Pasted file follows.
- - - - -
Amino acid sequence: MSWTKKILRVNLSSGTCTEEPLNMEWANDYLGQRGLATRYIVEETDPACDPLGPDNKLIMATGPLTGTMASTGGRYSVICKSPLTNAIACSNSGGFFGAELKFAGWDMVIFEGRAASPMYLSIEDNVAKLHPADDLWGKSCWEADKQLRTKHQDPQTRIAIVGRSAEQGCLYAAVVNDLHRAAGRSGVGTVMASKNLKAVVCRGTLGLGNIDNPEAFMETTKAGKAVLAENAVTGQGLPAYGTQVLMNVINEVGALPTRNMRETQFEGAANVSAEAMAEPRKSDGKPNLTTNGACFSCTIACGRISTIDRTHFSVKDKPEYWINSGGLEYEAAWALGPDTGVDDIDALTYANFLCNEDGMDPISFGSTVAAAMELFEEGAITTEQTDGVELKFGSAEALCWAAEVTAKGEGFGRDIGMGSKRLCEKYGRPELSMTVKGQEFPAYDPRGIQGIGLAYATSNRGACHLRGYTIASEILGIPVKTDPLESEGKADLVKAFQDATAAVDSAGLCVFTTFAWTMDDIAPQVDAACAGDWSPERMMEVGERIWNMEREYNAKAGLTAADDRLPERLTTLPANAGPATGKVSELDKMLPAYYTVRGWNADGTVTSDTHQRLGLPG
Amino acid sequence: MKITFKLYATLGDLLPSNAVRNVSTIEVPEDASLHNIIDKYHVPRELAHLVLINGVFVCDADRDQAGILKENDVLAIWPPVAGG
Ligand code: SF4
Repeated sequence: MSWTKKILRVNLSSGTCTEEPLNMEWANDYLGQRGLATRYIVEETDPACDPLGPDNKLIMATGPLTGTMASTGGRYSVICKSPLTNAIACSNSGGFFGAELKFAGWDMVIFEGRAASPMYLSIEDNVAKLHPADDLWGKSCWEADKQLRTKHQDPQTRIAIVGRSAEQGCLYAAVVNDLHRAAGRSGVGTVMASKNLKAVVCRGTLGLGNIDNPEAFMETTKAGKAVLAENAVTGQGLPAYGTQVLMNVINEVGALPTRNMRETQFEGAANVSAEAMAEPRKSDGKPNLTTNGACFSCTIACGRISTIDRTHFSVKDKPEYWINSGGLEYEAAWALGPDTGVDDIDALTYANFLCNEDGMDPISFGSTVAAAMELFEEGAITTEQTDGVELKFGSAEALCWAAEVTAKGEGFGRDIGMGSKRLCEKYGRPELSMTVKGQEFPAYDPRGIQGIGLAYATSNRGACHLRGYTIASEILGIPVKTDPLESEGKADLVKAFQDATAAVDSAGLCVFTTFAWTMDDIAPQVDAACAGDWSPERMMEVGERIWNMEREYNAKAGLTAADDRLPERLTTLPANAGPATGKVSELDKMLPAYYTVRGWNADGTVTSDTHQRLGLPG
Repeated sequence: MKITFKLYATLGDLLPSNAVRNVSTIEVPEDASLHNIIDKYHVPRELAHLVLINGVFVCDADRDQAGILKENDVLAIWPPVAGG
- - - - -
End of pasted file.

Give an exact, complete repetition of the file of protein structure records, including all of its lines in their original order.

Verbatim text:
Amino acid sequence: MSWTKKILRVNLSSGTCTEEPLNMEWANDYLGQRGLATRYIVEETDPACDPLGPDNKLIMATGPLTGTMASTGGRYSVICKSPLTNAIACSNSGGFFGAELKFAGWDMVIFEGRAASPMYLSIEDNVAKLHPADDLWGKSCWEADKQLRTKHQDPQTRIAIVGRSAEQGCLYAAVVNDLHRAAGRSGVGTVMASKNLKAVVCRGTLGLGNIDNPEAFMETTKAGKAVLAENAVTGQGLPAYGTQVLMNVINEVGALPTRNMRETQFEGAANVSAEAMAEPRKSDGKPNLTTNGACFSCTIACGRISTIDRTHFSVKDKPEYWINSGGLEYEAAWALGPDTGVDDIDALTYANFLCNEDGMDPISFGSTVAAAMELFEEGAITTEQTDGVELKFGSAEALCWAAEVTAKGEGFGRDIGMGSKRLCEKYGRPELSMTVKGQEFPAYDPRGIQGIGLAYATSNRGACHLRGYTIASEILGIPVKTDPLESEGKADLVKAFQDATAAVDSAGLCVFTTFAWTMDDIAPQVDAACAGDWSPERMMEVGERIWNMEREYNAKAGLTAADDRLPERLTTLPANAGPATGKVSELDKMLPAYYTVRGWNADGTVTSDTHQRLGLPG
Amino acid sequence: MKITFKLYATLGDLLPSNAVRNVSTIEVPEDASLHNIIDKYHVPRELAHLVLINGVFVCDADRDQAGILKENDVLAIWPPVAGG
Ligand code: SF4
Repeated sequence: MSWTKKILRVNLSSGTCTEEPLNMEWANDYLGQRGLATRYIVEETDPACDPLGPDNKLIMATGPLTGTMASTGGRYSVICKSPLTNAIACSNSGGFFGAELKFAGWDMVIFEGRAASPMYLSIEDNVAKLHPADDLWGKSCWEADKQLRTKHQDPQTRIAIVGRSAEQGCLYAAVVNDLHRAAGRSGVGTVMASKNLKAVVCRGTLGLGNIDNPEAFMETTKAGKAVLAENAVTGQGLPAYGTQVLMNVINEVGALPTRNMRETQFEGAANVSAEAMAEPRKSDGKPNLTTNGACFSCTIACGRISTIDRTHFSVKDKPEYWINSGGLEYEAAWALGPDTGVDDIDALTYANFLCNEDGMDPISFGSTVAAAMELFEEGAITTEQTDGVELKFGSAEALCWAAEVTAKGEGFGRDIGMGSKRLCEKYGRPELSMTVKGQEFPAYDPRGIQGIGLAYATSNRGACHLRGYTIASEILGIPVKTDPLESEGKADLVKAFQDATAAVDSAGLCVFTTFAWTMDDIAPQVDAACAGDWSPERMMEVGERIWNMEREYNAKAGLTAADDRLPERLTTLPANAGPATGKVSELDKMLPAYYTVRGWNADGTVTSDTHQRLGLPG
Repeated sequence: MKITFKLYATLGDLLPSNAVRNVSTIEVPEDASLHNIIDKYHVPRELAHLVLINGVFVCDADRDQAGILKENDVLAIWPPVAGG